Kirkpatrick Sale is the type of polemicist that did himself few favors though. Rebels against the Future landed with a thud, and that was at least partially because of the book’s own flaws. (I read it in college, but do not recall finding it particularly memorable.) Sale himself was reflexively anti-technology — a pastoralist Cassandra, insisting that humanity was simply doomed if we did not learn to live simply. And he was arguing this in 1995, when the biggest impacts of “Big Tech” were Windows 95, AOL, and the Netscape browser. The Luddites deserved a better standard-bearer than they got in 1995.
By comparison, what makes Blood in the Machine so effective is the sheer timeliness of Merchant’s argument. He has an artisan’s touch, interlacing contemporary controversies with his historical narrative, drawing parallels between Luddite weavers and Amazon warehouse workers.
It is remarkable how well he weaves these narrative strands together. It is not easy to maintain a rhythm where you keep the reader engaged with a historical episode while also making plain the parallels to present-day controversies. I say this as someone who has spent years grappling with a similar challenge (“how do I write about this episode of 1994 tech futurism in a way that takes the history seriously and draws out contemporary lessons without being too boring or too polemical?”). Blood in the Machine pulls off this delicate balancing act better than any book I have seen.
The craftsmanship of the book animates his discussion of the modern-day Luddites. Instead of Kirkpatrick Sale’s apocalyptic warnings, Merchant urges us to think seriously about power and inequality today. The modern-day Luddites aren’t rejecting technology and living simply, off-the-grid. They’re people like Chris Smalls and Timnit Gebru, organizing resistance and demanding that the gains from technology ought to benefit workers and communities.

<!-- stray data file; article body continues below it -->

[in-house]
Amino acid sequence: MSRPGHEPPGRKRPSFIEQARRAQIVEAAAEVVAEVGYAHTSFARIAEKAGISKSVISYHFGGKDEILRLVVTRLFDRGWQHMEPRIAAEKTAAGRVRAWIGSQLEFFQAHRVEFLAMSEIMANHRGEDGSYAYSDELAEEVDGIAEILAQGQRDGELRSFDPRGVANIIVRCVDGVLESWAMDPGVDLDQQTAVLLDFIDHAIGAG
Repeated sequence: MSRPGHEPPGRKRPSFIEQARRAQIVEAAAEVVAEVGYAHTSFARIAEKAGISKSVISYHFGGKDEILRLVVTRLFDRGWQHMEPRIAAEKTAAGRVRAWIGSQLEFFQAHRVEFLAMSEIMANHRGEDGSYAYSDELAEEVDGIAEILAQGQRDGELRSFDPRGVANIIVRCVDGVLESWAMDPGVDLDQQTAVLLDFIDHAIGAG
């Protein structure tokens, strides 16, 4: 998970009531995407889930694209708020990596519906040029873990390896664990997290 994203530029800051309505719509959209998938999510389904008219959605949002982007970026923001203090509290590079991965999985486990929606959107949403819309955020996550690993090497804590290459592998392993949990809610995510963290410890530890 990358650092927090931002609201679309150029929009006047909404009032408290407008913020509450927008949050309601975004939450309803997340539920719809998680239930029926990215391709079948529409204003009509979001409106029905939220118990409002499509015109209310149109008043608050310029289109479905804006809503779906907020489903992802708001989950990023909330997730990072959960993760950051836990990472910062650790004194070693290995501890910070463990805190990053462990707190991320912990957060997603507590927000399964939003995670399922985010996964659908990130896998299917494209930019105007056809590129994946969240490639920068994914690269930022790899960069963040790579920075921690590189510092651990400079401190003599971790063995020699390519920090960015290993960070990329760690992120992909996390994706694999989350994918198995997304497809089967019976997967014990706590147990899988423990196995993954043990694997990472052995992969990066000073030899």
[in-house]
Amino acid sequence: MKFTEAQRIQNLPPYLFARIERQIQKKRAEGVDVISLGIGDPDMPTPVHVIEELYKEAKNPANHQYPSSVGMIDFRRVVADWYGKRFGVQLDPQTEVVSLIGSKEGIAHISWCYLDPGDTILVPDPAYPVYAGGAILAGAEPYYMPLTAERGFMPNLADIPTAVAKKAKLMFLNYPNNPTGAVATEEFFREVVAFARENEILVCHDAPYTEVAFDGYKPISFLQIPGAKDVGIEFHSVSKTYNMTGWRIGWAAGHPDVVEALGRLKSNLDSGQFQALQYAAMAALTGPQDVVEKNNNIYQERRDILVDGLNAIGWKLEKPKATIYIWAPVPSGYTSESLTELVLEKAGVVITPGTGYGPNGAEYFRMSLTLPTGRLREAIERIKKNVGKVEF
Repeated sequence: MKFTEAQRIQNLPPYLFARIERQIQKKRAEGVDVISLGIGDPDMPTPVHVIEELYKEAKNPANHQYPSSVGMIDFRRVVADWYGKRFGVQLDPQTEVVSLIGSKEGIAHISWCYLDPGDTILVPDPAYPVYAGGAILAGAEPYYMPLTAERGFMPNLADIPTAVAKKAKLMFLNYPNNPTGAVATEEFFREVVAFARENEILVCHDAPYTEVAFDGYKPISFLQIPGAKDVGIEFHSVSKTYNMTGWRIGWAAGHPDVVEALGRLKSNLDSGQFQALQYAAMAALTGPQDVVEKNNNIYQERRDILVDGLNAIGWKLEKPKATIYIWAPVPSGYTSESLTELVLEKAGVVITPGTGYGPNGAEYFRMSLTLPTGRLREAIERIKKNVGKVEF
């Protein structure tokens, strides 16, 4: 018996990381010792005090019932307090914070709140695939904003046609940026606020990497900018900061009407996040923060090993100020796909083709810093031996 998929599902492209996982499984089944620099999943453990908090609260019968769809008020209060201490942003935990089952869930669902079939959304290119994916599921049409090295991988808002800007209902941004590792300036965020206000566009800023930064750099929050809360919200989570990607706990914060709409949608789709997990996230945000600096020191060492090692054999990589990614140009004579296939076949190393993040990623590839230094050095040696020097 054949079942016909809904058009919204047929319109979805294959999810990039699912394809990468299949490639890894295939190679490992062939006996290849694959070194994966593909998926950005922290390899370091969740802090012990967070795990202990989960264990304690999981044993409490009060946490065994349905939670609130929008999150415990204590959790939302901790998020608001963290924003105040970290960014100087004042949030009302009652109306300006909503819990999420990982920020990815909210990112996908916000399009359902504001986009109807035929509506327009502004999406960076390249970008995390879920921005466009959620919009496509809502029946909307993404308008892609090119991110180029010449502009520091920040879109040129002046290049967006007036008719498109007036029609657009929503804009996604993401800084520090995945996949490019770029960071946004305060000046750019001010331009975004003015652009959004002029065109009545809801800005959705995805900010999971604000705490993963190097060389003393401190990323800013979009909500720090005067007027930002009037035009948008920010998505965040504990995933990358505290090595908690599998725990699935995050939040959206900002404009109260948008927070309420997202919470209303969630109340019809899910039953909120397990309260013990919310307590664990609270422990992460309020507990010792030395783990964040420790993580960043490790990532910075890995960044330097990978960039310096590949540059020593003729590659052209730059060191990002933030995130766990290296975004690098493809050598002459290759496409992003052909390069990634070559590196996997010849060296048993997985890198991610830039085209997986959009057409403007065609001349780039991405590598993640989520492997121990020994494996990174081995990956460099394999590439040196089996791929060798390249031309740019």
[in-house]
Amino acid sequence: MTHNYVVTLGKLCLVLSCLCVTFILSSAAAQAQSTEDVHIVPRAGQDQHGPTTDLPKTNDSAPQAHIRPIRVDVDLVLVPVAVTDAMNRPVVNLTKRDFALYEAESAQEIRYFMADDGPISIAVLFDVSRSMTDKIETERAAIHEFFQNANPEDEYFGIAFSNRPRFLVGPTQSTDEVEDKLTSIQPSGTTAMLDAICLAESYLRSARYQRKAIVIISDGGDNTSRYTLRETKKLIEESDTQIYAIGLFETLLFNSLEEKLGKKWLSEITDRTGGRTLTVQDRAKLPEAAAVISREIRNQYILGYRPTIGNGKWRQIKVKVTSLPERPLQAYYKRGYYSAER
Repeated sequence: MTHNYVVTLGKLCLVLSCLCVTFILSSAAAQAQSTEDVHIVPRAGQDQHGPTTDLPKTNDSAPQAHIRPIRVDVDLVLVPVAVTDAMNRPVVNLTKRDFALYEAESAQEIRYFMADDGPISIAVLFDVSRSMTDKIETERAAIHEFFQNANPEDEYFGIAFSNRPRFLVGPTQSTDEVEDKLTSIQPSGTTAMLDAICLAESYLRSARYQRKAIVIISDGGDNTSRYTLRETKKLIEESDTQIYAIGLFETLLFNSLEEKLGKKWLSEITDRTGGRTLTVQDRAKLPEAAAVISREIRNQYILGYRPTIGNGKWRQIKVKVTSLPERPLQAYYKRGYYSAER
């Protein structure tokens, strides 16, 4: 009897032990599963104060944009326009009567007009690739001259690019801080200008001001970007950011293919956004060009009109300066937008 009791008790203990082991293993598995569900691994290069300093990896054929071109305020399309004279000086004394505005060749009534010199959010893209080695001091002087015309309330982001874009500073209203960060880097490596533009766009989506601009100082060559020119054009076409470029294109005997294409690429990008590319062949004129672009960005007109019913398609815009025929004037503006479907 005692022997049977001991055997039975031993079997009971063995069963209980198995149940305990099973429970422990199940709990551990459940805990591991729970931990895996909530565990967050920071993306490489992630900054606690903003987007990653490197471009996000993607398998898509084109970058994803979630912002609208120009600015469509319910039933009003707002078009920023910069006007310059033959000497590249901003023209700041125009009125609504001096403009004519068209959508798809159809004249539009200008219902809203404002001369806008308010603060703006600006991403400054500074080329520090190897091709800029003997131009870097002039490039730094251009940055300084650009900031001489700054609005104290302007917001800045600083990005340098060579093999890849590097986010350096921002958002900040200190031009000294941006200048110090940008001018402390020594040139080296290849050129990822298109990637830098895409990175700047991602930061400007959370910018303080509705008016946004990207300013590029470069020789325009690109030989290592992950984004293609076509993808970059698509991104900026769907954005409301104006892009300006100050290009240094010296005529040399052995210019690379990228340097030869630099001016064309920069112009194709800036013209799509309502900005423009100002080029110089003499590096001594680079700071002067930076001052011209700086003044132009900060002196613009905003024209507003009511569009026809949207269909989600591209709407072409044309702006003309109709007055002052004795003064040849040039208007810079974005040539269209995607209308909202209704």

The modern-day Luddites, in other words, are critical technologists. For the most part, they make use of legitimate outlets for resistance (ones that were not available 200+ years ago). They are not opposed to technological progress; they are challenging lazy, self-serving definitions of technological progress.
Merchant urges his readers to celebrate these efforts and to take up their cause. He equates the Luddites not with their iconic tactic (swinging a hammer at a machine), but with the claims they were trying to make upon society.
I can only wish that Kirkpatrick Sale had made such a compelling argument back in 1995. We could have used such an argument back then. But also, it might have been an argument too ahead of its time. Silicon Valley had world-conquering ambitions back then, but software had not yet eaten the world.
Blood in the Machine is an argument for today. It’s steeped in history, but squarely pointed at the present.
You don’t have to reject technology to be a Luddite. That was always a bait-and-switch.
Merchant convincingly demonstrates that a Luddite is someone who thinks about power, and who demands that we build a digital future where we take seriously how the increases in wealth and prosperity will be distributed.
Take it as a call-to-arms: We should all be Luddites now.